Marta Glasses

The above is a picture of two glasses. In our house, they’re known as the “Marta Glasses.” I absolutely love them. Really, I love the story.

My Grandma Marta died in 1999. She was an 86-year-old German woman whose mother died in Nazi Germany. My mom (her daughter) was raised in a building on 181st Street in the Washington Heights section of Manhattan. My mom and her folks (Marta and Curt) lived on the fifth floor of an ancient brick building. Their apartment was pretty big, with creaky wooden floors and a radiator that sang out noises from the rear bedroom. The place smelled, to me, like sweet potatoes.

I digress. My grandma was a wonderful woman. Beyond wonderful. She also was, well, cheap and thrifty. Hence, once day in the mid-to-late 1980s, she walked through the lobby and found a set of four perfectly good drinking glasses. Unlike most people, who wouldn’t have touched them, Grandma placed them in her purse and carried them up to her apartment.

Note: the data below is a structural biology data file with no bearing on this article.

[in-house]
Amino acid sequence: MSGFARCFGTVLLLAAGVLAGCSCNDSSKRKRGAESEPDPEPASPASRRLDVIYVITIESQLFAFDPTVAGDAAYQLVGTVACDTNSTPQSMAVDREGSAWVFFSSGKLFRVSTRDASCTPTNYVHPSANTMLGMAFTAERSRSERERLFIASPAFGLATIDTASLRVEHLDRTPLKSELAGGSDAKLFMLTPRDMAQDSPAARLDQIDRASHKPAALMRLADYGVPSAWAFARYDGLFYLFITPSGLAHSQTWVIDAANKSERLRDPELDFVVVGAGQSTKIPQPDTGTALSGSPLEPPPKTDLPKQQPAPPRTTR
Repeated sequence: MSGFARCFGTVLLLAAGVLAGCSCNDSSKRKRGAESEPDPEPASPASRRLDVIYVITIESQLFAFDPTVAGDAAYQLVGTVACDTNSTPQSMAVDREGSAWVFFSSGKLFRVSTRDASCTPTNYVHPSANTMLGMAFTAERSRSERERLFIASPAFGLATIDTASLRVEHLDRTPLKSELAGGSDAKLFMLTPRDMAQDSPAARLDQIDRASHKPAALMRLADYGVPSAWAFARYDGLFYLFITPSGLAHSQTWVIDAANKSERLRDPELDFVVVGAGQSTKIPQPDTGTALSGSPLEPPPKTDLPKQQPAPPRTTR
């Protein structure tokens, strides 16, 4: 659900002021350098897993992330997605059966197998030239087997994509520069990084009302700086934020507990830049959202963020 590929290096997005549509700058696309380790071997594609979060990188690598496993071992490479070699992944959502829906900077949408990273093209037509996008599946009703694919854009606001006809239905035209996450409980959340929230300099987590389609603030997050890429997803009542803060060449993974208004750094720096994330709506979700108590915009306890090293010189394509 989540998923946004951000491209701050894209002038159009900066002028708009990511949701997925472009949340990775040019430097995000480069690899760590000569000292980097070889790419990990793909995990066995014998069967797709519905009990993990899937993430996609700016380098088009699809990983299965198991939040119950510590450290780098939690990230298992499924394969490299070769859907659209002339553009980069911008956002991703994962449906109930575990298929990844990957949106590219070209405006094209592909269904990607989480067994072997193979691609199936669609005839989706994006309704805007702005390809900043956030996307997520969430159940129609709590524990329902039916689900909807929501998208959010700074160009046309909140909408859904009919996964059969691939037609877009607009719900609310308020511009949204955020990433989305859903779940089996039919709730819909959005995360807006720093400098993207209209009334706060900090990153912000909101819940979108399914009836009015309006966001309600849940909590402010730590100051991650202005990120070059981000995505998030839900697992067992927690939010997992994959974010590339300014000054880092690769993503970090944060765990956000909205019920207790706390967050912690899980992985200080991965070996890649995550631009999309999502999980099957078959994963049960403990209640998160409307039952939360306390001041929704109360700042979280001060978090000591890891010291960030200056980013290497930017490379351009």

For years and years and years, I would beg my grandma to tell me about the glasses. I’m not sure why—was I making fun of her (probably)? Admiring her (in this case, probably not)? Did I just find it funny? Undeniably.

Anyhow, the day my grandma died was one of the worst in my life. She wasn’t just an elderly figure; she was my friend. I tried to see her every 10 days or so, and she’d always greet me with a chocolate bar. When she passed, I was the first relative to her apartment. I still remember—and will likely always remember—seeing her on her bed, lifeless. That image still stings.

When we eventually got to cleaning out her apartment, I took a few things. A plant. Her scarf. And, best of all, the glasses—renamed “Marta Glasses” by my wife. Two cracked in the ensuing years, but two remain. They’re faded, and surely won’t survive another decade or two. But my kids drink out of them regularly, and both know of their namesake.